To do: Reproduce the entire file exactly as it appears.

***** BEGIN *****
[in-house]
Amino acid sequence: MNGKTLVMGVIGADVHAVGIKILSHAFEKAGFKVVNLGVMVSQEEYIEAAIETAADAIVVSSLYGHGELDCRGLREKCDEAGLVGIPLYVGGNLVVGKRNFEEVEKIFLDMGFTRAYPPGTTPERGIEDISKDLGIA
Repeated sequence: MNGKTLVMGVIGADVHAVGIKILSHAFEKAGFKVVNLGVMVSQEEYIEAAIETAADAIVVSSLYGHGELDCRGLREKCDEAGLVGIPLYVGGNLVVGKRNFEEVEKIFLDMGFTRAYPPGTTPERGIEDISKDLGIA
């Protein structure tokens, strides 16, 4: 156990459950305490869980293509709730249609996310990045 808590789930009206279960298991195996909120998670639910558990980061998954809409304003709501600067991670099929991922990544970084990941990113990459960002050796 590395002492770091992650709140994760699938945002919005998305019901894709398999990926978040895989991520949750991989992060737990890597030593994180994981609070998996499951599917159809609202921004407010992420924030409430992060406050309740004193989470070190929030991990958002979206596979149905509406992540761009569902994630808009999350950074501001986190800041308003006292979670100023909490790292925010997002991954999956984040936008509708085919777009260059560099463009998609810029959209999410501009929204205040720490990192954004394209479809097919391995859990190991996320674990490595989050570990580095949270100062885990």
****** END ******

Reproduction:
[in-house]
Amino acid sequence: MNGKTLVMGVIGADVHAVGIKILSHAFEKAGFKVVNLGVMVSQEEYIEAAIETAADAIVVSSLYGHGELDCRGLREKCDEAGLVGIPLYVGGNLVVGKRNFEEVEKIFLDMGFTRAYPPGTTPERGIEDISKDLGIA
Repeated sequence: MNGKTLVMGVIGADVHAVGIKILSHAFEKAGFKVVNLGVMVSQEEYIEAAIETAADAIVVSSLYGHGELDCRGLREKCDEAGLVGIPLYVGGNLVVGKRNFEEVEKIFLDMGFTRAYPPGTTPERGIEDISKDLGIA
């Protein structure tokens, strides 16, 4: 156990459950305490869980293509709730249609996310990045 808590789930009206279960298991195996909120998670639910558990980061998954809409304003709501600067991670099929991922990544970084990941990113990459960002050796 590395002492770091992650709140994760699938945002919005998305019901894709398999990926978040895989991520949750991989992060737990890597030593994180994981609070998996499951599917159809609202921004407010992420924030409430992060406050309740004193989470070190929030991990958002979206596979149905509406992540761009569902994630808009999350950074501001986190800041308003006292979670100023909490790292925010997002991954999956984040936008509708085919777009260059560099463009998609810029959209999410501009929204205040720490990192954004394209479809097919391995859990190991996320674990490595989050570990580095949270100062885990």